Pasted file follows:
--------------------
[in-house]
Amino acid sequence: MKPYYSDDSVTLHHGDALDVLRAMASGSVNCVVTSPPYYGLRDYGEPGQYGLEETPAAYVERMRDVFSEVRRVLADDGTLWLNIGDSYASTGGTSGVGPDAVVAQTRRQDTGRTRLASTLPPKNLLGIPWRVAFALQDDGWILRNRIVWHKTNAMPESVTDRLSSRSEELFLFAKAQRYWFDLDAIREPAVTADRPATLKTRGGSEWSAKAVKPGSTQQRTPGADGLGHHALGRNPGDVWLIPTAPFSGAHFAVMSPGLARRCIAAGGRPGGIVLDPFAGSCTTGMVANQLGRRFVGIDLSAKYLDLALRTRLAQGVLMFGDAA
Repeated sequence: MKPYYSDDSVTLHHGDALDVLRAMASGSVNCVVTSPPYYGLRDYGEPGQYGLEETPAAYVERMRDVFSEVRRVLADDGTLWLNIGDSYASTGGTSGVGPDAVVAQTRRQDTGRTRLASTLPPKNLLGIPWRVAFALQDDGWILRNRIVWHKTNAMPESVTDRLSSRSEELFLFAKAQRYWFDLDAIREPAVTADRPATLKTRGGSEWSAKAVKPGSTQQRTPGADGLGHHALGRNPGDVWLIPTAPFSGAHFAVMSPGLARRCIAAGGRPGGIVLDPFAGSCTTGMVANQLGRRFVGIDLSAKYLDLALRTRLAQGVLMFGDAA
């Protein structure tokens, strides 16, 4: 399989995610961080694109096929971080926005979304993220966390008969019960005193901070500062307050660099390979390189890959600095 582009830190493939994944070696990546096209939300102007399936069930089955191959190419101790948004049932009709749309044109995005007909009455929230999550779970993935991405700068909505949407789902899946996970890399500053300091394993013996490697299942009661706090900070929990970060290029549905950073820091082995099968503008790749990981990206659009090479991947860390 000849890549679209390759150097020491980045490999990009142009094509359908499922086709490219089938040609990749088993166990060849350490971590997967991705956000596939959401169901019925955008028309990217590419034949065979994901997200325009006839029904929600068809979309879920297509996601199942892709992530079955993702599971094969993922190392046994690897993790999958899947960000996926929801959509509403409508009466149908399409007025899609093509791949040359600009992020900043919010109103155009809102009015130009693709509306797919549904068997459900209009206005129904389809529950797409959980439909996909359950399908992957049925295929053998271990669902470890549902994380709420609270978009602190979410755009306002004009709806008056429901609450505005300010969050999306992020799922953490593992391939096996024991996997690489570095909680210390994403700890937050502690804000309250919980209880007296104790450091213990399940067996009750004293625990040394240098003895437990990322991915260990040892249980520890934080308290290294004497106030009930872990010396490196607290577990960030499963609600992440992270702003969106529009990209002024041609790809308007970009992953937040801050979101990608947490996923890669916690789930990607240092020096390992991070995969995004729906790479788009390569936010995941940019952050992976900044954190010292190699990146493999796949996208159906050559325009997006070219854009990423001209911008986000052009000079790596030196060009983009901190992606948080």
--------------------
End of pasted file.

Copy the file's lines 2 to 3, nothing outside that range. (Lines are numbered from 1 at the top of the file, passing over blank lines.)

Amino acid sequence: MKPYYSDDSVTLHHGDALDVLRAMASGSVNCVVTSPPYYGLRDYGEPGQYGLEETPAAYVERMRDVFSEVRRVLADDGTLWLNIGDSYASTGGTSGVGPDAVVAQTRRQDTGRTRLASTLPPKNLLGIPWRVAFALQDDGWILRNRIVWHKTNAMPESVTDRLSSRSEELFLFAKAQRYWFDLDAIREPAVTADRPATLKTRGGSEWSAKAVKPGSTQQRTPGADGLGHHALGRNPGDVWLIPTAPFSGAHFAVMSPGLARRCIAAGGRPGGIVLDPFAGSCTTGMVANQLGRRFVGIDLSAKYLDLALRTRLAQGVLMFGDAA
Repeated sequence: MKPYYSDDSVTLHHGDALDVLRAMASGSVNCVVTSPPYYGLRDYGEPGQYGLEETPAAYVERMRDVFSEVRRVLADDGTLWLNIGDSYASTGGTSGVGPDAVVAQTRRQDTGRTRLASTLPPKNLLGIPWRVAFALQDDGWILRNRIVWHKTNAMPESVTDRLSSRSEELFLFAKAQRYWFDLDAIREPAVTADRPATLKTRGGSEWSAKAVKPGSTQQRTPGADGLGHHALGRNPGDVWLIPTAPFSGAHFAVMSPGLARRCIAAGGRPGGIVLDPFAGSCTTGMVANQLGRRFVGIDLSAKYLDLALRTRLAQGVLMFGDAA